Letters To The Editor


November 24, 2003

All Americans reap benefits of free trade

The ignorance of the anti-trade and anti-globalization protesters interviewed in The Sun's article "Hundreds protest as free trade talks start" (Nov. 17) is astounding. In fact, free trade disproportionately benefits working-class Americans, and it is special interest groups that hate free trade.

Although the average tariff the United States levies on imported goods is 1.7 percent (which is among the lowest levels in the world), the tariffs we impose on consumer, agricultural and labor-intensive products are 10 to 20 times higher than the average tariffs.

Of course, food and clothing are essentials that make up a higher percentage of low-income workers' spending than of the budgets of wealthier people. Thus protectionism particularly harms people with low incomes. And according to the Progressive Policy Institute, high tariffs on items such as shoes and clothing cost a single parent with a $25,000 income $400 per year.

But working-class Americans are not the only beneficiaries of free trade.

If tariffs and subsidies were eliminated, taxpayers of all income levels no longer would be forced to shell out billions annually for subsidies, and successful U.S. corporations and small businesses would have access to more foreign markets whose economies would be strengthened by trade.

Worldwide, perhaps the biggest beneficiaries would be the very people the "anti-globalizers" claim to speak for -- the workers in developing nations. Of course the leaders of these nations defy the anti-globalizers in calling for "trade, not aid" as the best means to lift their people out of poverty.

Whether they know it or not, free trade is good for Americans of all walks of life.

Paul J. Gessing

Alexandria, Va.

The writer is director of government affairs for the National Taxpayers Union.

Key Bridge searches are an ominous sign

It was with great foreboding that I read the article concerning the Maryland Transportation Authority Police stopping cars on the Key Bridge ("Police check cars, trucks traveling on Key Bridge," Nov. 18).

If the article is accurate, under the guise of testing a checkpoint system designed to find bombs and hazardous chemicals, police for two hours on the evening of Nov. 17 stopped one-third of the vehicles crossing the bridge and subjected them to searches. Two people were arrested -- one for driving under the influence and one for carrying counterfeit compact discs and DVDs.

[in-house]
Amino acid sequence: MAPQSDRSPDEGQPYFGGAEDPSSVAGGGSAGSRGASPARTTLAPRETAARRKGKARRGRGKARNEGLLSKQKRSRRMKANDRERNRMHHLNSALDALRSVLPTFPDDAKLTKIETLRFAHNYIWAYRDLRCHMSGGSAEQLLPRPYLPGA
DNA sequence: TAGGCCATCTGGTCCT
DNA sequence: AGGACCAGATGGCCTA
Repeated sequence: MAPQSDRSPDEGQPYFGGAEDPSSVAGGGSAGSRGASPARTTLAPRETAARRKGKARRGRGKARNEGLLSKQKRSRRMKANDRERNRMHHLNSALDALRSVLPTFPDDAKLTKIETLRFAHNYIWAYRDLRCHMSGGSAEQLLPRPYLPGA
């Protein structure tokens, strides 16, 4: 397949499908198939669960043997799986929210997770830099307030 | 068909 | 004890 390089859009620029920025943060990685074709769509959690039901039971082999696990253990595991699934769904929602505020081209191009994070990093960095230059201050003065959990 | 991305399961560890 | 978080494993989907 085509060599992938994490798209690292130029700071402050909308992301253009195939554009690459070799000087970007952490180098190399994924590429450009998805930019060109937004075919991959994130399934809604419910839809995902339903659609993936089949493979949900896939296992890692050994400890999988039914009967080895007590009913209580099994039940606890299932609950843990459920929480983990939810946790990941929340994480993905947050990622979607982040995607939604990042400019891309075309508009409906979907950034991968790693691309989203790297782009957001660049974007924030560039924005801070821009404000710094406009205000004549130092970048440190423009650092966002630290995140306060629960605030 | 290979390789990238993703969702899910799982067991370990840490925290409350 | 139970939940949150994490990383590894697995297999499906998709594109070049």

How a test of a checkpoint system designed to thwart bombers and illegal chemical carriers netted one drunk and one compact disc smuggler is not hard to fathom in today's climate of fear and paranoia centered on the threat of terrorism. But it should give every clear-thinking citizen of our state real pause.

We are hard on the road to a police state when activities like this go on unquestioned.

Joe LaMastra


Teaching the world to get nuclear arms

The Sun's editorial "An end to secrecy" (Nov. 16) says, "It's hard not to be cynical about Iran's recent cooperation with the [International Atomic Energy Agency]." What's really hard not to be cynical about is the U.S. government's intentions.

Iraq was invaded, purportedly because it had weapons of mass destruction, which to this day have not been found. North Korea, which says that it actually has nuclear weapons, was not invaded.

What lesson are nations to glean from this if not that those who have nuclear weapons can successfully deter the world's lone superpower?

Is it any wonder that Iran might be developing its only sure defense against U.S. imperialism?

Michael Melick


Kennedy did more in death than life

In "JFK plus 40: We lost so much that day" (Opinion * Commentary, Nov. 19), Cal Thomas laments what might have been had President John F. Kennedy not been assassinated.

Actually, in some ways Mr. Kennedy achieved more in death than in life. He had a very extensive social legislation agenda that was stalled in Congress at the time of his death.

The coming together of the country following Mr. Kennedy's assassination, combined with President Lyndon Johnson's legislative acumen, produced sweeping social legislation in the years immediately following Mr. Kennedy's assassination: the Civil Rights Act of 1964, the Voting Rights Act, the Fair Housing Act and Medicare and Medicaid.

It is unclear whether Mr. Kennedy would have been able to get such sweeping legislation passed had he lived.

Leon Reinstein


New boarding school is sign of faith in city

As an organization that markets city living, we routinely tour areas of the city to keep up to date on the latest developments. Just last month we stumbled upon the Hebrew Orphan Asylum in West Baltimore and were completely intrigued by the massive structure, but no one seemed to know much about it.

The proposal by Coppin State College President Stanley F. Battle to develop a public boarding school on the site could be a positive influence for the area ("A new vision for urban education," Nov. 17).

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